Facebook announced recently that they will be launching a new Live Streaming video service for gamers, but what does that mean for us?
In the video posted to the Facebook Games Facebook page, we see a lot of streamers that are very excited to be participating in this new video platform at its inception. They throw around a lot of buzz words for young, hungry content creators and gamers. Things like “getting in on the ground floor,” “we are experiencing the beginning,” etc.
As someone who is passionate about live streaming, I can see the appeal of streaming directly on Facebook, so I wanted to delve into some of the pros and cons, in my opinion, to give you something to think about.
With Facebook as a platform, the new streaming service promises an audience that is already there. Boasting more than 2 billion monthly active users, Facebook is certainly a viable platform for the service.
Whether you have a brand or you are your brand, managing a plethora of social media platforms can be a daunting task in itself. The new platform would allow you to simplify by keeping your audience, responses, and content all in one place: Facebook.
You may not be a priority
A New York Times article from earlier this month went into detail about Facebook’s intent to restructure the news feed to focus on family and friend oriented content while “de-emphasizing content from publishers and brands.” Those that operate Facebook Pages already know what a struggle (and an expensive one at that) it can be to get your posts seen, even by people that FOLLOW your page. Sure, Facebook has a massive user base, but only a percentage of that user base is likely to be involved with the new platform.
With services like Twitch, a platform already established and built with gamers as their focal point, streamers aren’t fighting against more personal content to be seen. You don’t have to worry about having grandma’s cat photos or your cousin’s rant about her stupid class mates compete with your content for views on Twitch.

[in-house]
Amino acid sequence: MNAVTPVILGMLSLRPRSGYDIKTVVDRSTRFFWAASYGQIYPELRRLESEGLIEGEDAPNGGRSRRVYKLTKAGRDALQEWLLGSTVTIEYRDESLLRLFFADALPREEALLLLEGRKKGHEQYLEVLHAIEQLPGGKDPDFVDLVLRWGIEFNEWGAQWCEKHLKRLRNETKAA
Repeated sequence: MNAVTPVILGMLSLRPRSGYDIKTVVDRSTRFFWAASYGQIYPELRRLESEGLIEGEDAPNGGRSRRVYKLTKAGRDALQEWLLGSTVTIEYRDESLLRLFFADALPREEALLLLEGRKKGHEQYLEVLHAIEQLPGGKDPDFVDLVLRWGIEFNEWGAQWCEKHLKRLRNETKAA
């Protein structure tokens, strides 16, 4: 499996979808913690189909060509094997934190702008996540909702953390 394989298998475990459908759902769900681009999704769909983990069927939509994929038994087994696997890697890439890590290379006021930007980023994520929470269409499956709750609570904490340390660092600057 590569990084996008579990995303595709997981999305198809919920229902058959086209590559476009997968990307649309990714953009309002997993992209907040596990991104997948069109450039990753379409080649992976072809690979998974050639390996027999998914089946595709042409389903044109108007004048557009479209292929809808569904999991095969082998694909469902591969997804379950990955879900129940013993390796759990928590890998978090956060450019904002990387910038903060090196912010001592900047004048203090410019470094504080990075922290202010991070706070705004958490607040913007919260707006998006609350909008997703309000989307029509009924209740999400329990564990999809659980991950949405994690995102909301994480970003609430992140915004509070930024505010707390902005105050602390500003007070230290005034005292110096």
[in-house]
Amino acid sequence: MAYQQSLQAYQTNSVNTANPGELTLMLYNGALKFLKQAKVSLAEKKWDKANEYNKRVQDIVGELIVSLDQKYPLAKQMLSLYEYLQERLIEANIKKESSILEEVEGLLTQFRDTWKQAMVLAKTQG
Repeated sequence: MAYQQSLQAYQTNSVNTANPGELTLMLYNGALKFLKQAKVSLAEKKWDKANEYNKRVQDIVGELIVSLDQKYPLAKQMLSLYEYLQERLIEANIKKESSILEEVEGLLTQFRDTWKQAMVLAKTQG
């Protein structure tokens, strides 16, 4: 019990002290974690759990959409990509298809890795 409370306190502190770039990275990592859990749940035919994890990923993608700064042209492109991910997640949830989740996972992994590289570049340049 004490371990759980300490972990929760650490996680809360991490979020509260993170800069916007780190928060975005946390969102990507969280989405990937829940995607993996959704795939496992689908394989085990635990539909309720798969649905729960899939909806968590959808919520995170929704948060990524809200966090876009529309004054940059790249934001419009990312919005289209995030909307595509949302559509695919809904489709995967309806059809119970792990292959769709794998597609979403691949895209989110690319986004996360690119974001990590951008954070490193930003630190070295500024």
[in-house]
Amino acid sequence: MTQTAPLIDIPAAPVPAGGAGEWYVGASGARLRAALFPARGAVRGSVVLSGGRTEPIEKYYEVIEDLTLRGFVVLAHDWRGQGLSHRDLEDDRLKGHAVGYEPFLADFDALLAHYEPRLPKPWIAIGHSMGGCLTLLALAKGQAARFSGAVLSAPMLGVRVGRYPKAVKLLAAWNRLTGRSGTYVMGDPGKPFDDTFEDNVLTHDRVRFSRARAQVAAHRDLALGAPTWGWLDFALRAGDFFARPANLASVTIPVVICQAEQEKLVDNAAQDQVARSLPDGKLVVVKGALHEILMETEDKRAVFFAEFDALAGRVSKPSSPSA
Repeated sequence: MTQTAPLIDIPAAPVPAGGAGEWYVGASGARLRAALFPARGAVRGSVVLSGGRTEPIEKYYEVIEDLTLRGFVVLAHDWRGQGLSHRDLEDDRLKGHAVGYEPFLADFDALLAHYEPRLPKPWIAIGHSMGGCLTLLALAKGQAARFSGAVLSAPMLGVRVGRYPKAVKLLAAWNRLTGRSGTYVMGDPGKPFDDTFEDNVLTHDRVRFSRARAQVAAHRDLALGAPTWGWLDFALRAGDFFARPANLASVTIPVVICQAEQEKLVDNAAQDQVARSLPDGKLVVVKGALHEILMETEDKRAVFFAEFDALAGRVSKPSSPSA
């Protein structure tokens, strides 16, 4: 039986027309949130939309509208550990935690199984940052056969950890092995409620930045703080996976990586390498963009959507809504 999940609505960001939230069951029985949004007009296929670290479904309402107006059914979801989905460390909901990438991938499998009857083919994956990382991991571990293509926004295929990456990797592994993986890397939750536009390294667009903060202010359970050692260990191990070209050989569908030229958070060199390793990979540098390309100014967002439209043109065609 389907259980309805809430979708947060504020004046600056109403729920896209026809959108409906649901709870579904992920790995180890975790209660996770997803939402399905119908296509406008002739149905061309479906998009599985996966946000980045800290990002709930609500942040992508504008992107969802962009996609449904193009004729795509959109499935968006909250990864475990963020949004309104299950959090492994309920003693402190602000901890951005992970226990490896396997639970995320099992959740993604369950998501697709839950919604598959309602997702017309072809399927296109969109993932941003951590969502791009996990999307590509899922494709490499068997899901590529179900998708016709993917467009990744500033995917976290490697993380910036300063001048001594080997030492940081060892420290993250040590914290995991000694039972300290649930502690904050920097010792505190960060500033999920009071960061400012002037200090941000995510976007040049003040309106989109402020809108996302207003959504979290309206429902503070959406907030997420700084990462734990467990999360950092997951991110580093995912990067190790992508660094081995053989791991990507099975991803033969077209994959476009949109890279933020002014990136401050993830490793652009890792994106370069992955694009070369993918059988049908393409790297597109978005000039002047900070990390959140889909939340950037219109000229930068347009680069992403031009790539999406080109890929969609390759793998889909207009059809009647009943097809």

Facebook already owns not only their own platform, but Instagram, WhatsApp, tbh and Oculus as well. Over the past few years, they have integrated a Craigslist style marketplace service, the ability to post and search for job opportunities, and the ability to send and receive money through messenger. Not to mention the millions likely using the Facebook Messenger app over conventional text messaging (at this point, why do we even pay cell networks?). It’s worth considering how much of your content you want to put into the hands of Facebook.
Overall, the platform isn’t a terrible idea. It’s bound to see some streamers, both new and seasoned, grab hold and ride it to the top. It seems a little unfair to pull users in with the promise of a partnership program, but with the recent YouTube debacle and everyone feeling salty about the way they’re treating new content creators, it’s a sure-fire way to pull in a user base.
Do I think it will give Twitch a run for their money? No. Twitch has been well established and is evolving rapidly with the user base to serve the needs of those that make the platform what it is: gamers and creators. I’m sure we’ll see the launch of the platform pull on a lot of users that want to make a name for themselves on the new platform, but overall, Twitch is still where my heart belongs.
To those looking to get in on the new platform: what are you most excited about? What’s the draw for you? And do you think the new platform has potential to succeed?
I’d love to hear your opinions in the comments below.
Until next time,